Pregnant and parenting adolescents are at significant risk for educational underachievement. Educational expectations play a critical role for understanding subsequent educational attainment; yet, limited empirical attention has been given to changes in educational expectations across the transition to parenthood among adolescent mothers. This longitudinal study explored stability and change in educational expectations across the transition to parenthood among 191 first-time pregnant Mexican-origin adolescents (M age = 16.76, SD =.98). The current study also examined how several contextually relevant risk and protective factors were associated with differential patterns of educational trajectories across this transition and subsequent educational attainment. Latent class growth analyses revealed three educational expectation trajectories: low and stable (< high-school degree), moderate and increasing (‰ associate degree), and high and increasing (‰ bachelor's degree). Adolescent mothers in the low and stable group encountered several educational risk factors that partially explained their probability of membership in this trajectory and subsequent lower attainment. Conversely, probability of membership in the high and increasing expectations class was partially explained by adolescents' on-track school status at the time of pregnancy and their mother figures' educational expectations for their pregnant daughters. These findings have implications for understanding the malleable factors that help to explain why some adolescent mothers describe consistently high educational expectations and subsequent higher attainment, while others do not.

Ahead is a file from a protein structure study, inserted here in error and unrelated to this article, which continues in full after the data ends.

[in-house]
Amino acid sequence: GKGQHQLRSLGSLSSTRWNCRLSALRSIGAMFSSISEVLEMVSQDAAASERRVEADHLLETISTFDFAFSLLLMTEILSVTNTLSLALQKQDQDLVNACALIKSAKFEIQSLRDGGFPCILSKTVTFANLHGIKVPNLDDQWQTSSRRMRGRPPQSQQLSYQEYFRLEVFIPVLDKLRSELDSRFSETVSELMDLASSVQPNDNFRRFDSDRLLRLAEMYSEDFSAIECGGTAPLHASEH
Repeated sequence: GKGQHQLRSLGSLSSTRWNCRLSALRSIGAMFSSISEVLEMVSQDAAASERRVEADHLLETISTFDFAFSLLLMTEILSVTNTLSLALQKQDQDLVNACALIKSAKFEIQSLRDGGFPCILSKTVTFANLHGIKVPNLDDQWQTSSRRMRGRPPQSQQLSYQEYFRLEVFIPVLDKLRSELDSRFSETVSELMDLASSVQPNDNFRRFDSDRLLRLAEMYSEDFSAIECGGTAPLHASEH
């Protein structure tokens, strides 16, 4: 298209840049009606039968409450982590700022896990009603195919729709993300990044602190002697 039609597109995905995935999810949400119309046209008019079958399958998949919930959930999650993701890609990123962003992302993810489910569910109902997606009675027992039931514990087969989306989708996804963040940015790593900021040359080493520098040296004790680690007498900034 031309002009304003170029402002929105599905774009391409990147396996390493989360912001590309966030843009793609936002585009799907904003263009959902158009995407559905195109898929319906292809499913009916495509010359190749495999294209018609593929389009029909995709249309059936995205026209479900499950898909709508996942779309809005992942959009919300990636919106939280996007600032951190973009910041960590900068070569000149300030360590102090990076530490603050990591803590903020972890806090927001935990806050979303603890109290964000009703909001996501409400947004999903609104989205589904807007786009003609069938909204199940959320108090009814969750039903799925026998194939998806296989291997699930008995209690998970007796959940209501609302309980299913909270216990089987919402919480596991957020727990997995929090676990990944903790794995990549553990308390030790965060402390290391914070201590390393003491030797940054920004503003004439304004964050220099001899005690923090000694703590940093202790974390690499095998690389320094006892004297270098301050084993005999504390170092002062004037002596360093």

- adolescent mothers
- educational attainment
- educational expectations
ASJC Scopus subject areas
- Developmental and Educational Psychology